School officials defend their quick resort to call in the school or city police with the claim that black students do commit more serious offenses than other students. There's nothing to support this.
The last few years have been fruitful ones for Gordon, who, with powerhouse filmmaker and playwright Rikki Beadle-Blair, has set up the critically acclaimed Team Angelica Press, a publishing firm in London dedicated to outsider artists and writers, especially LGBT voices of color.
Our founders opposed using a "standing army" to patrol our streets. In fact, James Madison called this "one of the greatest mischiefs that can possibly happen." Under the "1033" program, however, America's streets are increasingly patrolled by police forces with all the trappings of an army ready for war.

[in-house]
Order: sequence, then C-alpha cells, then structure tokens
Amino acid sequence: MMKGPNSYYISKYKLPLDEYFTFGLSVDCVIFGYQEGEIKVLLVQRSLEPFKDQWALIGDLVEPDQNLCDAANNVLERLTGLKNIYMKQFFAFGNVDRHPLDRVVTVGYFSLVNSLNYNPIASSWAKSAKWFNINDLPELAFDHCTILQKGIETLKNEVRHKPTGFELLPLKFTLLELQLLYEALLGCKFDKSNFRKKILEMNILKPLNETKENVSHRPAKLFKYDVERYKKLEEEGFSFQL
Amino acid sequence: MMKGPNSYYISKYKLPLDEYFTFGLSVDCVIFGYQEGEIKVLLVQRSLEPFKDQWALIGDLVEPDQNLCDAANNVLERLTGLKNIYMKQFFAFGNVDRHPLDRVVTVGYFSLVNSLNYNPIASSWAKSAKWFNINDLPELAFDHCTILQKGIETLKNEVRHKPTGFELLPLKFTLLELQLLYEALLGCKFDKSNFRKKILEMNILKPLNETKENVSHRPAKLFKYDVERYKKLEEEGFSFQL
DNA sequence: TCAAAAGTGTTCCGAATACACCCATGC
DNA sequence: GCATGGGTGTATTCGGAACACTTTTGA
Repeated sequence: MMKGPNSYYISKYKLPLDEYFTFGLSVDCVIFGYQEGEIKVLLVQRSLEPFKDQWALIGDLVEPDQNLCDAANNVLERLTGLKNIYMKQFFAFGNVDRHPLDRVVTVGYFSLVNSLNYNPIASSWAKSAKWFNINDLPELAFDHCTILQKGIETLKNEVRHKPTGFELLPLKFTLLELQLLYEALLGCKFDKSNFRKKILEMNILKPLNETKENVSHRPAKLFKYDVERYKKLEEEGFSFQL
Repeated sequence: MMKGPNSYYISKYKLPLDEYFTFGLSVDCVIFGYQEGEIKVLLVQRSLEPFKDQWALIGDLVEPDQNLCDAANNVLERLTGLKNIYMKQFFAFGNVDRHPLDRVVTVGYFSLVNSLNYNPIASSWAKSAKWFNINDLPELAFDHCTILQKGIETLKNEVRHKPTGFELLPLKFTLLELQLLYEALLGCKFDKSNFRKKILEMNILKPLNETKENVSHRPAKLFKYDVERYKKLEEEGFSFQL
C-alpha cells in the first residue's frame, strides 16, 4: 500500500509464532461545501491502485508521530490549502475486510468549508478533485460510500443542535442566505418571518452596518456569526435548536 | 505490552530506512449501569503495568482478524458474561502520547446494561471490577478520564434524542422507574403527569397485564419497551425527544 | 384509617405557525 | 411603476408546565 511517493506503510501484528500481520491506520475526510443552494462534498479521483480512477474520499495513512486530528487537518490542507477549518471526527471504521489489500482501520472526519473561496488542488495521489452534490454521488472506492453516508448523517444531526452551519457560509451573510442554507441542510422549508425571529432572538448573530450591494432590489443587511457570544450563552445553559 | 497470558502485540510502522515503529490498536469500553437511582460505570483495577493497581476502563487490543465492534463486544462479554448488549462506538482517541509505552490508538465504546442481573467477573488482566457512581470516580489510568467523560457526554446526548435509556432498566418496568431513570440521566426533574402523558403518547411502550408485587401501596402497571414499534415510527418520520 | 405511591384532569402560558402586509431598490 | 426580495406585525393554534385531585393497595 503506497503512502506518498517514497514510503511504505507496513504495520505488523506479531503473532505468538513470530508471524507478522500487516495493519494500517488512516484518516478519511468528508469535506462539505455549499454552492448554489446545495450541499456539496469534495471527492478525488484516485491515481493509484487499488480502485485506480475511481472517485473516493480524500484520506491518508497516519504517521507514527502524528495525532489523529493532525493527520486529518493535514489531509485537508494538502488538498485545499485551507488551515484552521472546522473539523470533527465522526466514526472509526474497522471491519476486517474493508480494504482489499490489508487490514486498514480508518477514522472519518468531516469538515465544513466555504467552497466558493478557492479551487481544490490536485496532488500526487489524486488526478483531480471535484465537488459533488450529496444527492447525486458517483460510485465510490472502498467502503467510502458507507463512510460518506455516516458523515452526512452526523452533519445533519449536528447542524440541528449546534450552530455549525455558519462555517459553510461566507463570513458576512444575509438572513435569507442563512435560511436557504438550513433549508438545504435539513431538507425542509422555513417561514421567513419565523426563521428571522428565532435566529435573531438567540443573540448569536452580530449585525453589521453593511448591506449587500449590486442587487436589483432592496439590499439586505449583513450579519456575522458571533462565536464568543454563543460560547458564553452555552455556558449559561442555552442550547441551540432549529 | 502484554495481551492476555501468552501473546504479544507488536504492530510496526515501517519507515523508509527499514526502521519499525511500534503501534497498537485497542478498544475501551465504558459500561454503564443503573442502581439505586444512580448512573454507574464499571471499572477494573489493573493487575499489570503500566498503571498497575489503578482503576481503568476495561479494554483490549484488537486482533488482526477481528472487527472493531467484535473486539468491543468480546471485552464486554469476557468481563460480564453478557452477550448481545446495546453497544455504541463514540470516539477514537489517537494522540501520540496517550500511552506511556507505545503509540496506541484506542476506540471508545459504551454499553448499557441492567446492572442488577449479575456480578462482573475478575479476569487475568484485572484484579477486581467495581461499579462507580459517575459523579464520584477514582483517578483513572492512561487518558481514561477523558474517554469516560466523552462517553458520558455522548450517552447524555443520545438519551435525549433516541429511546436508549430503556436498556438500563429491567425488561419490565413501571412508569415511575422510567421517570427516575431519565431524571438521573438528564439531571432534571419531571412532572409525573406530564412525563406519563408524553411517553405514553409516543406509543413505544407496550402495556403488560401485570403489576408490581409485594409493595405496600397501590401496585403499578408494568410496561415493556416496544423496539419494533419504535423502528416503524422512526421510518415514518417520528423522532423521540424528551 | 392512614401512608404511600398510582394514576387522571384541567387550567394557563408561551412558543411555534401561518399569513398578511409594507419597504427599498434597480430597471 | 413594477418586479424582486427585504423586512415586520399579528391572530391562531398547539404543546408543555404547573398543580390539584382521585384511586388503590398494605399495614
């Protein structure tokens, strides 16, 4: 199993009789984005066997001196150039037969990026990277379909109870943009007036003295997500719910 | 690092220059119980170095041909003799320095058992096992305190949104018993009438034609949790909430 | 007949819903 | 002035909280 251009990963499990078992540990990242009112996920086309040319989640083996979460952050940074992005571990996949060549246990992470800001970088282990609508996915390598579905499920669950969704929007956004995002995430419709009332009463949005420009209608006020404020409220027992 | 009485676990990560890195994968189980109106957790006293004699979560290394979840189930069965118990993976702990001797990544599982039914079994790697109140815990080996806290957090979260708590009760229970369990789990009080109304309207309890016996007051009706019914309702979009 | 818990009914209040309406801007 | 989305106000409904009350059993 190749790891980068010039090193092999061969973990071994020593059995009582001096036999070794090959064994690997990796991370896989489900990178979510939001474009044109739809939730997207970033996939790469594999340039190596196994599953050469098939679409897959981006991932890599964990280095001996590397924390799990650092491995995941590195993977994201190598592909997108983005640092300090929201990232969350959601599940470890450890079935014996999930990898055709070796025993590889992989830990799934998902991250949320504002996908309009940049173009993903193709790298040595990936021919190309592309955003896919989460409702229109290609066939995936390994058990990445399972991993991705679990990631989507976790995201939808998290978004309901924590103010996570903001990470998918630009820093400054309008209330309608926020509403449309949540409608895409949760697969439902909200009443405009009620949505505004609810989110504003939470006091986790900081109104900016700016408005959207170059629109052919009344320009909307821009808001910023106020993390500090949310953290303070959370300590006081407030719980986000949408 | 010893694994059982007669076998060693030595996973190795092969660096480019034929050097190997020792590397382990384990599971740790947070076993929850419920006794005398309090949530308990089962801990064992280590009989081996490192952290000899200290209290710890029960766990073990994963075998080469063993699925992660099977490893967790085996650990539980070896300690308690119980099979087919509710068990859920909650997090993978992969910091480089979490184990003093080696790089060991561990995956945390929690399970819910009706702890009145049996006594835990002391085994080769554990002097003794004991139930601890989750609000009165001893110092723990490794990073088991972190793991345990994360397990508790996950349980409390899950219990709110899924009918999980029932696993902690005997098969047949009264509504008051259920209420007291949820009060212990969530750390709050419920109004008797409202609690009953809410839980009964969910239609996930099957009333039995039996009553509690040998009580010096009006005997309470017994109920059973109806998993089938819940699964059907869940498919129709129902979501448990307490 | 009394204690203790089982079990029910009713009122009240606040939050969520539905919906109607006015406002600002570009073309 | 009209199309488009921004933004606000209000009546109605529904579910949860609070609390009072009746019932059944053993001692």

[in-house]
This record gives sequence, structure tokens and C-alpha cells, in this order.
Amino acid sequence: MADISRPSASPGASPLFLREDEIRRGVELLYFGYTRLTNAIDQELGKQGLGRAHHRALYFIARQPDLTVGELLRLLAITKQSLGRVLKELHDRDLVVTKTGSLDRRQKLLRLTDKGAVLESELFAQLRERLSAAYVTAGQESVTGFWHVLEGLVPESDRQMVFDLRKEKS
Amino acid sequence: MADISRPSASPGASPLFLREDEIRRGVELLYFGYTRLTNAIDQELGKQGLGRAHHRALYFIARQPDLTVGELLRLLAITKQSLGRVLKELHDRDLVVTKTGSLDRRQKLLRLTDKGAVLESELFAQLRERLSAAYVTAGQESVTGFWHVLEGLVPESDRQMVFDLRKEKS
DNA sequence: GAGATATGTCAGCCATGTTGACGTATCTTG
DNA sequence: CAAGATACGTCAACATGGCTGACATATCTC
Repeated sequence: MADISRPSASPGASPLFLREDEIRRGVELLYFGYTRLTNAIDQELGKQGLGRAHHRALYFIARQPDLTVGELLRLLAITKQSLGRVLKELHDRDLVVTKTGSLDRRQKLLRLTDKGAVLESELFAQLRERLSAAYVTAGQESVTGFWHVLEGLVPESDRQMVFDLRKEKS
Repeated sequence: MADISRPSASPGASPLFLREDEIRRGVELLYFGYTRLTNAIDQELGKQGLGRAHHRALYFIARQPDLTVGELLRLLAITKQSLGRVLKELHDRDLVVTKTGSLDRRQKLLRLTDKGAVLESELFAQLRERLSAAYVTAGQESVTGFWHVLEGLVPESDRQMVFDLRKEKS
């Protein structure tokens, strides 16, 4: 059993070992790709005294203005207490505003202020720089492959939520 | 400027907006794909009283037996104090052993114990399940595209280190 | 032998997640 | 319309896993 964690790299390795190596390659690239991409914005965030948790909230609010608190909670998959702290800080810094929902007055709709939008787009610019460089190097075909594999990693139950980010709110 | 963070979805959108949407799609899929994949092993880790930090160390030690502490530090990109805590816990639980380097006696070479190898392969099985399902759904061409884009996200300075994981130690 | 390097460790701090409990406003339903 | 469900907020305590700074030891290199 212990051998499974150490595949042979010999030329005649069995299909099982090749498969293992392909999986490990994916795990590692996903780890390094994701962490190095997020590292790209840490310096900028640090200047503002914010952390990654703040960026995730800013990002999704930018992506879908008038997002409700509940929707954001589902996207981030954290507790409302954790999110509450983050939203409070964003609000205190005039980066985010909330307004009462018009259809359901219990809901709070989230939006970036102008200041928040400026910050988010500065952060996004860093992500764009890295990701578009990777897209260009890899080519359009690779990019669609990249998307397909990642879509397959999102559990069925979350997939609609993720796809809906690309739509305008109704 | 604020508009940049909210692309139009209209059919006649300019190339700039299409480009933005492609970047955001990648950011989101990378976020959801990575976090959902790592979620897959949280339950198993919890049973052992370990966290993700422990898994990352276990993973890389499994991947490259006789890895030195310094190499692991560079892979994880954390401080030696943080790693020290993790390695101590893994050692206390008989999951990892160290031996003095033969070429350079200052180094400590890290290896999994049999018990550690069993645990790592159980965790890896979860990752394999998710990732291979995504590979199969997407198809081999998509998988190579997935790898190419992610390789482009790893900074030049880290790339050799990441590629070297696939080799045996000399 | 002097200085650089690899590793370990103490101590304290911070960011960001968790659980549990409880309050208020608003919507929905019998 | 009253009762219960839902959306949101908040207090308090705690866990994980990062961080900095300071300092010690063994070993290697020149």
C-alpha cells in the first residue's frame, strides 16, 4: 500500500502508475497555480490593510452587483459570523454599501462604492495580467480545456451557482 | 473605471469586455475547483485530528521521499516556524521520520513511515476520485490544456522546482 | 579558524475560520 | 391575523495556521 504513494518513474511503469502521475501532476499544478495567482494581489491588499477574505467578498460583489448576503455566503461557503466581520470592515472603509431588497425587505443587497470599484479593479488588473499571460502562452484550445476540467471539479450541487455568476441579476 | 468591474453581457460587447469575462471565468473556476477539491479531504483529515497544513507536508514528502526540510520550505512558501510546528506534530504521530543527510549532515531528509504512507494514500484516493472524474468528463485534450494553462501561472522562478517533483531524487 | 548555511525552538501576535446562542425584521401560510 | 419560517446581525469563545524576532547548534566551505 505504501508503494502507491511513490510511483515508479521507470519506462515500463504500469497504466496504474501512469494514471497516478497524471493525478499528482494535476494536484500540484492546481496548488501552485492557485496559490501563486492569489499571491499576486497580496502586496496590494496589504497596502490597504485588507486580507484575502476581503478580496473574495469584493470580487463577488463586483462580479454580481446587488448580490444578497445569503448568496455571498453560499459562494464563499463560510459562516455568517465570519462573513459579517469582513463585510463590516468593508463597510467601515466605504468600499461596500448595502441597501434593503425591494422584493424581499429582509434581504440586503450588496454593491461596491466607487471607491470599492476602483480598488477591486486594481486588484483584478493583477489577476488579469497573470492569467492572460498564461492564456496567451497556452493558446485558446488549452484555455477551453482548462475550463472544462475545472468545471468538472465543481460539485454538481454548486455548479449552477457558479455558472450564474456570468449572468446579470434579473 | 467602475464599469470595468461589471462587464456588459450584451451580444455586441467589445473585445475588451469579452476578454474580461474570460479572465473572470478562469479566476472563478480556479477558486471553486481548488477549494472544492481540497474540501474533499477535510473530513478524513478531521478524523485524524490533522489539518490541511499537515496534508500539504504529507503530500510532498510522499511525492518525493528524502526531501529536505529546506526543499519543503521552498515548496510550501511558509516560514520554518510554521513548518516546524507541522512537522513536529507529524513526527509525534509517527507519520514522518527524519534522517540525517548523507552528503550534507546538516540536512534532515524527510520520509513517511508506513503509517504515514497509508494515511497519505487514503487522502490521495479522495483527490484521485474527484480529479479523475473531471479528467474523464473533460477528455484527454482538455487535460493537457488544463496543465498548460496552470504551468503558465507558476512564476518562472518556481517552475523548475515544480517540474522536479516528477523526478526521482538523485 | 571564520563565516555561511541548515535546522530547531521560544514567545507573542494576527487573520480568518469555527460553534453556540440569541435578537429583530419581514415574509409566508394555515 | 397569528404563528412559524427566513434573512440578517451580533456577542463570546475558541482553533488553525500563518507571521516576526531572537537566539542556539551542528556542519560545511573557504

It behooves us all to take another look at the bravery, the agony, and the hope of that very different time, and do what we can to reabsorb its lessons.
For the first time in 13 years, the DOE now makes clear that states, school districts, and schools must make education resources equally available to all students without regard to race, color, or national origin. This is some of the unfinished business of the civil rights movement and a giant step forward for poor children, often children of color.
The money decisions you make today can lead to either a secure or a scary financial future. Don't be tricked into being complacent. Think ahead, plan ahead -- and avoid these 13 money mistakes that could haunt you for years to come.